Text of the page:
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Sam Watkins Dead Angle

“The First and Twenty-seventh Tennessee Regiments will ever remember the battle of “Dead Angle,” which was fought June 27th, on the Kennesaw line, near Marietta, Georgia. It was one of the hottest and longest days of the year, and one of the most desperate and determinedly resisted battles fought during the whole war. Our regiment was stationed on an angel, a little spur of the mountain, or rather promontory of a range of hills, extending far out beyond the main line of battle, and was subject to the enfilading fire of forty pieces of artillery of the Federal batteries. It seemed fun for the guns of the whole Yankee army to play upon this point.” – Sam Watkins, First Tennessee Regiment, “Co. Aytch”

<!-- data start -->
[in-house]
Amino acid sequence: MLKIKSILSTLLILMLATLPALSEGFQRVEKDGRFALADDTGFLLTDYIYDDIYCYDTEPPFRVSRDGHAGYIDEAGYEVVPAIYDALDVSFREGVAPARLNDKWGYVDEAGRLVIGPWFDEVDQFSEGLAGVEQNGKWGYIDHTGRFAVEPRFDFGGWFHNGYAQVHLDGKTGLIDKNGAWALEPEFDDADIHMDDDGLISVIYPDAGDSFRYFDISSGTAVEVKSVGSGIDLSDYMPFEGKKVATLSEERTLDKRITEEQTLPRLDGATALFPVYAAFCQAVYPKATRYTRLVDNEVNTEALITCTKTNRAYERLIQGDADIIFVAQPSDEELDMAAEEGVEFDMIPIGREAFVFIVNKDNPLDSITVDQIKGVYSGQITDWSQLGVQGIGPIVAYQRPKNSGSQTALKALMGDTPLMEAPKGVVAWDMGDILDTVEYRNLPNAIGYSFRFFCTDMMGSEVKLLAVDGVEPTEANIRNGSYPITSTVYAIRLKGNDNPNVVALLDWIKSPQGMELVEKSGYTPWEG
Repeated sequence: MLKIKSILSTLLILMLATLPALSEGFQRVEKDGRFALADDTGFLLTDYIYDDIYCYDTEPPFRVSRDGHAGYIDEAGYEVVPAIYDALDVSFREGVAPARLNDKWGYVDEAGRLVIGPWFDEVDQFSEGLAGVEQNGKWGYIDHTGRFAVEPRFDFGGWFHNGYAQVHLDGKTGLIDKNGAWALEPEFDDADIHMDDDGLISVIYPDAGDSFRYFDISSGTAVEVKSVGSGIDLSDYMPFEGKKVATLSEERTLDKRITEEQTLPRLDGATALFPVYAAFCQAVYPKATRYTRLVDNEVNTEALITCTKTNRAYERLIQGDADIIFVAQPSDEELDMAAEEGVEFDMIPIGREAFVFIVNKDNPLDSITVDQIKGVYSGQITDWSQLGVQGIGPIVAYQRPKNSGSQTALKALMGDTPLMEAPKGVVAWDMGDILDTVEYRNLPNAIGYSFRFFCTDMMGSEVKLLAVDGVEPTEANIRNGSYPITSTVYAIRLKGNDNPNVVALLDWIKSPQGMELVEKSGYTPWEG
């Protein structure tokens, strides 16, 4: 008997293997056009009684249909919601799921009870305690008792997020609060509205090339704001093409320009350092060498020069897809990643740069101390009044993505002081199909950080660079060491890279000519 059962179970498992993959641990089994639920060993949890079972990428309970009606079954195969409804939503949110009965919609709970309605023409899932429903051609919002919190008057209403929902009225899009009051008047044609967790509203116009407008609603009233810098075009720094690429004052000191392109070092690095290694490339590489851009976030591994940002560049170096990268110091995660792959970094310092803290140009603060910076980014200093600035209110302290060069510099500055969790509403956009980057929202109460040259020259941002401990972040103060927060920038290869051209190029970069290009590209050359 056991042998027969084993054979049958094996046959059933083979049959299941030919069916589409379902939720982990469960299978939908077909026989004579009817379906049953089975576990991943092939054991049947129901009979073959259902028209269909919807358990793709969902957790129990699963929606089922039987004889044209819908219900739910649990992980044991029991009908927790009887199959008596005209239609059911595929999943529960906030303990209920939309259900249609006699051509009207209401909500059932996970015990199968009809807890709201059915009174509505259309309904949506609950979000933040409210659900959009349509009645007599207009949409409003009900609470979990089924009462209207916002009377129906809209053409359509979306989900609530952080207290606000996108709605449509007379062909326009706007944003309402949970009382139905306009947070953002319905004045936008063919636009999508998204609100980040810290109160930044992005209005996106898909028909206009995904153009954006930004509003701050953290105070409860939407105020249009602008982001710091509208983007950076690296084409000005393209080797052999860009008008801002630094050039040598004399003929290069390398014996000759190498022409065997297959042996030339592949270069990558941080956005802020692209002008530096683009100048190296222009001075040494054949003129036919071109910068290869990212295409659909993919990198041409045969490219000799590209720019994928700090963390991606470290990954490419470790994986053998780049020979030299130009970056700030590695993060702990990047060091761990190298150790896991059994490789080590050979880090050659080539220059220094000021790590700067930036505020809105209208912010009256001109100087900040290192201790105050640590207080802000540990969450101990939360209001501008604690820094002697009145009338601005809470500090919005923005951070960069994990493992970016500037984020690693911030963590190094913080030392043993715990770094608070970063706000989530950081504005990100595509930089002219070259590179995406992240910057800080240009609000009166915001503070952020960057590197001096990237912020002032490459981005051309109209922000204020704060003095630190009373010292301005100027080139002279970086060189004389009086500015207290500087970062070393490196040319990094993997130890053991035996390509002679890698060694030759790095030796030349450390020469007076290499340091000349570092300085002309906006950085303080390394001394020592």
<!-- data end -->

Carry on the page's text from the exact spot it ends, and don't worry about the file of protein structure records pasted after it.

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Co. Aytch

“Reader, did you ever eat a mussel? Well, we did, at Shelbyville. We were camped right upon the bank of Duck River, and one day Fred Dornin, Ed Voss, Andy Wilson and I went in the river mussel hunting. Every one of us had a meal sack. We would feel down with our feet until we felt a mussel and then dive for it. When we got to camp we cracked the shells and took out the mussels. We tried frying them, but the longer they fried the tougher they got. They were a little too large to swallow whole. Then we stewed them, and after a while we boiled them, and then we baked them, but every flank movement we would make on those mussels the more invulnerable they would get.”

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